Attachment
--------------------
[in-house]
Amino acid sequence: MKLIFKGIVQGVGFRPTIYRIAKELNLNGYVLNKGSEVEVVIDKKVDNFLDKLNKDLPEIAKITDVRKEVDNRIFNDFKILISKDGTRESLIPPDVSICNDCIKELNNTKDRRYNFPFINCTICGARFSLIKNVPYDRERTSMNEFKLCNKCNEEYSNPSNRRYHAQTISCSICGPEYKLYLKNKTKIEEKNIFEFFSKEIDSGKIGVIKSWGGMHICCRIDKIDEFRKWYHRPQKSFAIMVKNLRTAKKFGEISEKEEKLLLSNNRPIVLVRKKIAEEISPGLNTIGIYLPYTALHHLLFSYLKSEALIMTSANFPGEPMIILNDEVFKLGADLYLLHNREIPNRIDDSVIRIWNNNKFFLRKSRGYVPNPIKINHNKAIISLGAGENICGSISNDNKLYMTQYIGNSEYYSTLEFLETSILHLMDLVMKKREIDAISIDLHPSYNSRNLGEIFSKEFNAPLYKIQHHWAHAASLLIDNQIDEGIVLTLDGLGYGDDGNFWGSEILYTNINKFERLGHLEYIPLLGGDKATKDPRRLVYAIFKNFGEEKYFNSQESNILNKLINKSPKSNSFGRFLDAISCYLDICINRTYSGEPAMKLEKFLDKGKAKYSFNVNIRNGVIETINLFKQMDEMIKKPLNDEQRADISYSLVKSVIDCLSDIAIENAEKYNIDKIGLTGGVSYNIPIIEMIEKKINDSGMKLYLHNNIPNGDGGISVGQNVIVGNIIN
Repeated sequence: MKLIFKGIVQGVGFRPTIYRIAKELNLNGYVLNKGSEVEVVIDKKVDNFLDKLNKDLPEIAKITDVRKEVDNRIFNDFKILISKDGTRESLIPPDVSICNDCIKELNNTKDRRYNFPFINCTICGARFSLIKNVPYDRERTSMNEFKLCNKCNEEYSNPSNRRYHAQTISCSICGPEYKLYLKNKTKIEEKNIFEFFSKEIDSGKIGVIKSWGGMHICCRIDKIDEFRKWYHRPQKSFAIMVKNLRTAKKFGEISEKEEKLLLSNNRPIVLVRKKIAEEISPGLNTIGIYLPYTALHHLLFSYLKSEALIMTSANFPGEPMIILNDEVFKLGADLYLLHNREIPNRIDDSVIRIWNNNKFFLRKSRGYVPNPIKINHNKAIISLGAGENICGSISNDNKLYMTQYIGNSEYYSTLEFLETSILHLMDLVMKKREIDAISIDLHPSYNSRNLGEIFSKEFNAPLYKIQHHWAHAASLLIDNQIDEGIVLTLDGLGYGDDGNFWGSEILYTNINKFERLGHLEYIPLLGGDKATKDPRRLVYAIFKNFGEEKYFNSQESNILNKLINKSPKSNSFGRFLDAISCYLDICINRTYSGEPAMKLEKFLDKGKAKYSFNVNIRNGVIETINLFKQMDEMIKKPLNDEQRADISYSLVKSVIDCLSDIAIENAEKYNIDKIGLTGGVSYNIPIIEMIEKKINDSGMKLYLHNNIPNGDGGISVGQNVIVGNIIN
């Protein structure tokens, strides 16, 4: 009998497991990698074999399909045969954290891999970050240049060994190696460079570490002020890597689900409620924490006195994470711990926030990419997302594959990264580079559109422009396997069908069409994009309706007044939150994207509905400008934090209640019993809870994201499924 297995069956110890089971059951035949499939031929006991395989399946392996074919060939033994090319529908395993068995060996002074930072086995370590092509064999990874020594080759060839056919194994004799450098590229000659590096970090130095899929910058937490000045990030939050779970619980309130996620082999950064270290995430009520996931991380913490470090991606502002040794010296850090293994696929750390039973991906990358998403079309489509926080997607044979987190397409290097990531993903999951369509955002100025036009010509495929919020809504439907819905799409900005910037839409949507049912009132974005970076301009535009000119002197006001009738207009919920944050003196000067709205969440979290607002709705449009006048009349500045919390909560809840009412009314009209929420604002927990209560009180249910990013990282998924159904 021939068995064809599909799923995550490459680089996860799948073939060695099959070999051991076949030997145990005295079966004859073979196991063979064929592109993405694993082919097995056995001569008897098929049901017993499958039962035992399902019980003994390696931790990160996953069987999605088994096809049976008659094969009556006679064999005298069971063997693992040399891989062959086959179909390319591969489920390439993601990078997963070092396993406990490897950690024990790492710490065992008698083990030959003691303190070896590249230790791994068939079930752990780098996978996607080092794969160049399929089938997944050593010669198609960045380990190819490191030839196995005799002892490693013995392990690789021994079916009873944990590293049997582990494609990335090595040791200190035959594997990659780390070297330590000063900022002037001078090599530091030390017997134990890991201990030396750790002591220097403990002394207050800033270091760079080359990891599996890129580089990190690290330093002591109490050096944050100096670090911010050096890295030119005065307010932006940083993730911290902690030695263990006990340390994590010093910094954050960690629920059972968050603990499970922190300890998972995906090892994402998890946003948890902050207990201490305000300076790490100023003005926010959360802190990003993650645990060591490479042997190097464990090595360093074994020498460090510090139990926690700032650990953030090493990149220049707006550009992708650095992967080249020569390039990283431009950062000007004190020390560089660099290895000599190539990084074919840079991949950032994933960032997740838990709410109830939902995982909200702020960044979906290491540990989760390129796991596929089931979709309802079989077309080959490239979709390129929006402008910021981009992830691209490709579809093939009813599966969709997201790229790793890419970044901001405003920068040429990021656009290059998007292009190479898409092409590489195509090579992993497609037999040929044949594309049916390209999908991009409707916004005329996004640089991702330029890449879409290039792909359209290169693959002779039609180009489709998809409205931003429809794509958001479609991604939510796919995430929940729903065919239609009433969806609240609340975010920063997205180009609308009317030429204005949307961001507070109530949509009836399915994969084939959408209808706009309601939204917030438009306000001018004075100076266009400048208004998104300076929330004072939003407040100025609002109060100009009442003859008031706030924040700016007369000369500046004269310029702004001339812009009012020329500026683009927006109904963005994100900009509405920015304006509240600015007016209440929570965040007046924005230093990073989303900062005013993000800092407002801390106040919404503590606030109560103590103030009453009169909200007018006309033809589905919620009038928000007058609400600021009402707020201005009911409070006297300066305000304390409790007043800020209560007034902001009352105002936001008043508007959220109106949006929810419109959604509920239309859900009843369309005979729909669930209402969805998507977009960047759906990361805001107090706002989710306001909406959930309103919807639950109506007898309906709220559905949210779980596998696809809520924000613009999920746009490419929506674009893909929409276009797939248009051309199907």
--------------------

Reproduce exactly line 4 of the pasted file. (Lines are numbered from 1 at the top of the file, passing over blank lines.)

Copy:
């Protein structure tokens, strides 16, 4: 009998497991990698074999399909045969954290891999970050240049060994190696460079570490002020890597689900409620924490006195994470711990926030990419997302594959990264580079559109422009396997069908069409994009309706007044939150994207509905400008934090209640019993809870994201499924 297995069956110890089971059951035949499939031929006991395989399946392996074919060939033994090319529908395993068995060996002074930072086995370590092509064999990874020594080759060839056919194994004799450098590229000659590096970090130095899929910058937490000045990030939050779970619980309130996620082999950064270290995430009520996931991380913490470090991606502002040794010296850090293994696929750390039973991906990358998403079309489509926080997607044979987190397409290097990531993903999951369509955002100025036009010509495929919020809504439907819905799409900005910037839409949507049912009132974005970076301009535009000119002197006001009738207009919920944050003196000067709205969440979290607002709705449009006048009349500045919390909560809840009412009314009209929420604002927990209560009180249910990013990282998924159904 021939068995064809599909799923995550490459680089996860799948073939060695099959070999051991076949030997145990005295079966004859073979196991063979064929592109993405694993082919097995056995001569008897098929049901017993499958039962035992399902019980003994390696931790990160996953069987999605088994096809049976008659094969009556006679064999005298069971063997693992040399891989062959086959179909390319591969489920390439993601990078997963070092396993406990490897950690024990790492710490065992008698083990030959003691303190070896590249230790791994068939079930752990780098996978996607080092794969160049399929089938997944050593010669198609960045380990190819490191030839196995005799002892490693013995392990690789021994079916009873944990590293049997582990494609990335090595040791200190035959594997990659780390070297330590000063900022002037001078090599530091030390017997134990890991201990030396750790002591220097403990002394207050800033270091760079080359990891599996890129580089990190690290330093002591109490050096944050100096670090911010050096890295030119005065307010932006940083993730911290902690030695263990006990340390994590010093910094954050960690629920059972968050603990499970922190300890998972995906090892994402998890946003948890902050207990201490305000300076790490100023003005926010959360802190990003993650645990060591490479042997190097464990090595360093074994020498460090510090139990926690700032650990953030090493990149220049707006550009992708650095992967080249020569390039990283431009950062000007004190020390560089660099290895000599190539990084074919840079991949950032994933960032997740838990709410109830939902995982909200702020960044979906290491540990989760390129796991596929089931979709309802079989077309080959490239979709390129929006402008910021981009992830691209490709579809093939009813599966969709997201790229790793890419970044901001405003920068040429990021656009290059998007292009190479898409092409590489195509090579992993497609037999040929044949594309049916390209999908991009409707916004005329996004640089991702330029890449879409290039792909359209290169693959002779039609180009489709998809409205931003429809794509958001479609991604939510796919995430929940729903065919239609009433969806609240609340975010920063997205180009609308009317030429204005949307961001507070109530949509009836399915994969084939959408209808706009309601939204917030438009306000001018004075100076266009400048208004998104300076929330004072939003407040100025609002109060100009009442003859008031706030924040700016007369000369500046004269310029702004001339812009009012020329500026683009927006109904963005994100900009509405920015304006509240600015007016209440929570965040007046924005230093990073989303900062005013993000800092407002801390106040919404503590606030109560103590103030009453009169909200007018006309033809589905919620009038928000007058609400600021009402707020201005009911409070006297300066305000304390409790007043800020209560007034902001009352105002936001008043508007959220109106949006929810419109959604509920239309859900009843369309005979729909669930209402969805998507977009960047759906990361805001107090706002989710306001909406959930309103919807639950109506007898309906709220559905949210779980596998696809809520924000613009999920746009490419929506674009893909929409276009797939248009051309199907």